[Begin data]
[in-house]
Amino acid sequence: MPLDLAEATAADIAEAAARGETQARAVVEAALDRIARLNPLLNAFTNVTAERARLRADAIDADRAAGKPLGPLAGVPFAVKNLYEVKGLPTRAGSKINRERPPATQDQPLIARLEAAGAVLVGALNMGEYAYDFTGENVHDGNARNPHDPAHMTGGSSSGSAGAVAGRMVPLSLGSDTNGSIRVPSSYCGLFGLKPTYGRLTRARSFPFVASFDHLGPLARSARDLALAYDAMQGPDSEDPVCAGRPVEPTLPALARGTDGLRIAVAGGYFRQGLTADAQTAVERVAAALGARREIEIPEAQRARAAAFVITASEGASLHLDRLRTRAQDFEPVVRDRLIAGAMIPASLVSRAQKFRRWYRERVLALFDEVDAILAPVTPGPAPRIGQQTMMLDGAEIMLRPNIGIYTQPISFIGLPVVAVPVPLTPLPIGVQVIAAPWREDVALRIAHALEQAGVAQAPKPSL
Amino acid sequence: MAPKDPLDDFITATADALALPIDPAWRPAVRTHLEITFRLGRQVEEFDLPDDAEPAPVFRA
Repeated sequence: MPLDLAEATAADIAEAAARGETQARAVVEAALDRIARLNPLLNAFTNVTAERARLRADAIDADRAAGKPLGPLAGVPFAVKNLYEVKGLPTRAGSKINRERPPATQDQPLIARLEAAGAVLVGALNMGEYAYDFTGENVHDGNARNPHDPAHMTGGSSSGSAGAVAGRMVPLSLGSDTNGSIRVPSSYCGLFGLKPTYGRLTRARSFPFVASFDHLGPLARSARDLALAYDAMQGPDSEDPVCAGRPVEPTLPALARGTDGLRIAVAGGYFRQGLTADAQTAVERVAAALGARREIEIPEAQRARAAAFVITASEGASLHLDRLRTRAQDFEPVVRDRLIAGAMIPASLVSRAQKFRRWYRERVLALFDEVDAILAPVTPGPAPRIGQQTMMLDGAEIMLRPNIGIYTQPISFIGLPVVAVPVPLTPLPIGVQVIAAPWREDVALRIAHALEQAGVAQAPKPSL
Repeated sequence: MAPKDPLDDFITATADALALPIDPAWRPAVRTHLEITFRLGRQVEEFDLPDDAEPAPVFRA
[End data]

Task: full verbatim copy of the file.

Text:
[in-house]
Amino acid sequence: MPLDLAEATAADIAEAAARGETQARAVVEAALDRIARLNPLLNAFTNVTAERARLRADAIDADRAAGKPLGPLAGVPFAVKNLYEVKGLPTRAGSKINRERPPATQDQPLIARLEAAGAVLVGALNMGEYAYDFTGENVHDGNARNPHDPAHMTGGSSSGSAGAVAGRMVPLSLGSDTNGSIRVPSSYCGLFGLKPTYGRLTRARSFPFVASFDHLGPLARSARDLALAYDAMQGPDSEDPVCAGRPVEPTLPALARGTDGLRIAVAGGYFRQGLTADAQTAVERVAAALGARREIEIPEAQRARAAAFVITASEGASLHLDRLRTRAQDFEPVVRDRLIAGAMIPASLVSRAQKFRRWYRERVLALFDEVDAILAPVTPGPAPRIGQQTMMLDGAEIMLRPNIGIYTQPISFIGLPVVAVPVPLTPLPIGVQVIAAPWREDVALRIAHALEQAGVAQAPKPSL
Amino acid sequence: MAPKDPLDDFITATADALALPIDPAWRPAVRTHLEITFRLGRQVEEFDLPDDAEPAPVFRA
Repeated sequence: MPLDLAEATAADIAEAAARGETQARAVVEAALDRIARLNPLLNAFTNVTAERARLRADAIDADRAAGKPLGPLAGVPFAVKNLYEVKGLPTRAGSKINRERPPATQDQPLIARLEAAGAVLVGALNMGEYAYDFTGENVHDGNARNPHDPAHMTGGSSSGSAGAVAGRMVPLSLGSDTNGSIRVPSSYCGLFGLKPTYGRLTRARSFPFVASFDHLGPLARSARDLALAYDAMQGPDSEDPVCAGRPVEPTLPALARGTDGLRIAVAGGYFRQGLTADAQTAVERVAAALGARREIEIPEAQRARAAAFVITASEGASLHLDRLRTRAQDFEPVVRDRLIAGAMIPASLVSRAQKFRRWYRERVLALFDEVDAILAPVTPGPAPRIGQQTMMLDGAEIMLRPNIGIYTQPISFIGLPVVAVPVPLTPLPIGVQVIAAPWREDVALRIAHALEQAGVAQAPKPSL
Repeated sequence: MAPKDPLDDFITATADALALPIDPAWRPAVRTHLEITFRLGRQVEEFDLPDDAEPAPVFRA